Coker family sells tire business

Kawasaki leads group that buys Coker Tire and related businesses

Coker Group
photo Wade Kawasaki

Sixty years after Harold Coker started his tire business in Athens, Tennessee, the Coker family has sold the tire and antique wheel production business to the company's management team, backed by the private equity firm of Irving Place Capital.

Coker Group CEO Wade Kawasaki announced today that he is leading a management buyout of Coker Tire, Wheel Vintiques, Universal Vintage Tire, Phoenix Race Tires, Specialty Wheel and Roadster Wire Wheel brands.

The sale comes after five years of continuous growth for the Coker Group under Kawasaki, who Corky Coker brought to Chattanooga to run the company and who will remain at the helm of the business after the sale.

Coker Tire Company, Inc., based in Chattanooga, is the world's largest manufacturer and supplier of collector vehicle tires and motorcycle tires with distributors in more than 30 countries for such brands as Firestone, Michelin, U.S. Royal and BFGoodrich. In an announcement of the sale, Kawasaki said the Coker Group will continue to operate under the same leadership team and staff while expanding both its range of products and its portfolio of companies.

Corky Coker, the son of the company founder, the late Harold Coker, retired from the tire business in 2014 but he will continue to own and operate the Honest Charley Speed Shop and his property management company in Chattanooga with his children.

"I would like to thank Corky Coker for his decades of leadership at Coker Tire and for the confidence and trust he has placed in me as I have led the company and positioned it for the next chapter," Kawasaki said today in an announcement of the sale. "We intend to accelerate growth with our partners at Irving Place Capital as we expand into newer models and markets while continuing to serve the traditional restoration market that has been our home for six decades."

Corky's father, Harold Coker, founded Coker Tire in 1958 as a local tire store, which grew over the years until Corky took the reins and began aggressively expanding the product line to support the booming restoration market. The company grew its offerings to include the hot rod, muscle car, motorcycle, motorsports and import markets.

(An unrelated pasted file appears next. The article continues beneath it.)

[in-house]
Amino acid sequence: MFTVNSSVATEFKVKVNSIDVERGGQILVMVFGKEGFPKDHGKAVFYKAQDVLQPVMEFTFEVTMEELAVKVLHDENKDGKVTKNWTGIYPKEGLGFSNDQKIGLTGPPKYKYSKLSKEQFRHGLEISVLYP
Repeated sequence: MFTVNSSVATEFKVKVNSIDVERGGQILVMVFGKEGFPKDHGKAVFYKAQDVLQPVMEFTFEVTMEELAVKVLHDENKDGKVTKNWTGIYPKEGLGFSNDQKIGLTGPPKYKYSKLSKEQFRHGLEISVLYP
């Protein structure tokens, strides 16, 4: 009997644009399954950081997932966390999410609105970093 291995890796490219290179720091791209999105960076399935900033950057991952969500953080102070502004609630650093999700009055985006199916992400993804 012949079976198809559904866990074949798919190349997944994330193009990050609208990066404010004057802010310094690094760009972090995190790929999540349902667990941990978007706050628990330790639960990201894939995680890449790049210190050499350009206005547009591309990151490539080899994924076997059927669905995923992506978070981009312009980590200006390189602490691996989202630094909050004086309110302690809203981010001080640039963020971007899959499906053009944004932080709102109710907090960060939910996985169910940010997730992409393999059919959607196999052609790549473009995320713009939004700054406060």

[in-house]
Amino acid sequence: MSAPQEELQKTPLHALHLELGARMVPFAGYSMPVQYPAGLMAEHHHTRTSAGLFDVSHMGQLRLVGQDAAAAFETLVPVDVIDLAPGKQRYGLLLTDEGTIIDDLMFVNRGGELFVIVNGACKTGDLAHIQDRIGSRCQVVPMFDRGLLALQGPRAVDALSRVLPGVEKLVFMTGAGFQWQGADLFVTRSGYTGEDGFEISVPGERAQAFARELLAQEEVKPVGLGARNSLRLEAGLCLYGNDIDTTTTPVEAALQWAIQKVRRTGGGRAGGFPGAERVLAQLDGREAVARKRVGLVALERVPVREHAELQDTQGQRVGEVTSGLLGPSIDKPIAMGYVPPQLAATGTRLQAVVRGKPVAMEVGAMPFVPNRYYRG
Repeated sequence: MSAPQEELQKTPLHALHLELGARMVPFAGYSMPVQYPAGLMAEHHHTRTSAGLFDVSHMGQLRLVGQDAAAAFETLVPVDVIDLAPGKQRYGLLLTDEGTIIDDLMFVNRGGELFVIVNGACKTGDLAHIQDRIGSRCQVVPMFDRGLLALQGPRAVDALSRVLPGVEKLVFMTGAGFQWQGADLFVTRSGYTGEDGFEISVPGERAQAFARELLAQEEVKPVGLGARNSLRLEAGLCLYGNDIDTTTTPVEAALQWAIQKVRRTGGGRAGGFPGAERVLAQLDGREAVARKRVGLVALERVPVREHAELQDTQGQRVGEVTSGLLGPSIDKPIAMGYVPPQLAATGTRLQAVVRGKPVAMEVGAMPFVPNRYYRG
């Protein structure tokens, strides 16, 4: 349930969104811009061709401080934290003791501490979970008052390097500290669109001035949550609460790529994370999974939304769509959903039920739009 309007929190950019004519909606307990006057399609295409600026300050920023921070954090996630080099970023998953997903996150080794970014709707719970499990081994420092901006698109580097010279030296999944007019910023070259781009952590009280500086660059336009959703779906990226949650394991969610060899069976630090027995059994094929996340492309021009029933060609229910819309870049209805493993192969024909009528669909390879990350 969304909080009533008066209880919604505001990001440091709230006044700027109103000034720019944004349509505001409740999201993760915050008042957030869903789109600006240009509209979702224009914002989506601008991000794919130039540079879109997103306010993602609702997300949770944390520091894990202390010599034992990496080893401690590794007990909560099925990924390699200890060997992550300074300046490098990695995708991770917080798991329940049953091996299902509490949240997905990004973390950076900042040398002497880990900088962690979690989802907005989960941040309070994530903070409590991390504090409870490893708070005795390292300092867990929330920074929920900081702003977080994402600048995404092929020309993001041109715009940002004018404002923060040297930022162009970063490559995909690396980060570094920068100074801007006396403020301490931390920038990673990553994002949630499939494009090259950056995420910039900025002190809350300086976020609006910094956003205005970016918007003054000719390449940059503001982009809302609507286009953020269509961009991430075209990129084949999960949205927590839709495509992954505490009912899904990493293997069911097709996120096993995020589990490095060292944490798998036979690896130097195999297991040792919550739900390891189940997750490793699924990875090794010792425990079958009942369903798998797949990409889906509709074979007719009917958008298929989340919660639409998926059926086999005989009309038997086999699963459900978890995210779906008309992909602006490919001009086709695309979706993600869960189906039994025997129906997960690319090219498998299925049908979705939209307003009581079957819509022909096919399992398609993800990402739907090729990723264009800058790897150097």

"After my retirement in 2014, the Coker Group flourished under the leadership of Wade and his team," Coker said. "Coker Group has been and will continue to be committed to our core vintage customer and I have full confidence that this next step will be terrific for the company and the employees. The collector car market is evolving, and with the current surge in interest in 1970s, 1980s and even 90s vehicles, no one is better suited to expand the company strategically than Wade, who has always had a deep appreciation for these vehicles."

photo Phil Carpenter

Irving Place Capital is an active investor in the consumer, industrial and packaging sectors, including the high-performance vehicle aftermarket through its ownership of Dynojet Research. Irving Place Capital Co-Managing Partner Phil Carpenter worked with aftermarket veteran Dan Gresham and Kawasaki on the transaction.

"We are excited to work with Wade and the Coker Group –this partnership positions the company for long-term growth both domestically and internationally," Carpenter said. "The Coker family built a brand and a portfolio of companies that are beloved by enthusiasts around the world. By partnering with Wade and his team we will together advance that legacy well into the future."

Lillian Coker, the co-founder of the company, said today "it is sad to see this part of my life come to a close" and the conclusion of a dream her husband, Harold, began in 1958.

"But as I thought about it, we all must come to a time of change and this change will be new ownership of Coker Tire," she said. "So it is my hope and prayer that those who carry Coker Tire Company into the future will be as blessed as we have been."

Lillian Coker said the key to the company's success over six decades has come in customer service.

"If you serve people well, profits will come," she said Harold once said. "If profit is your only motive, you won't do as well."

"May God bless those who carry it into the future," she added.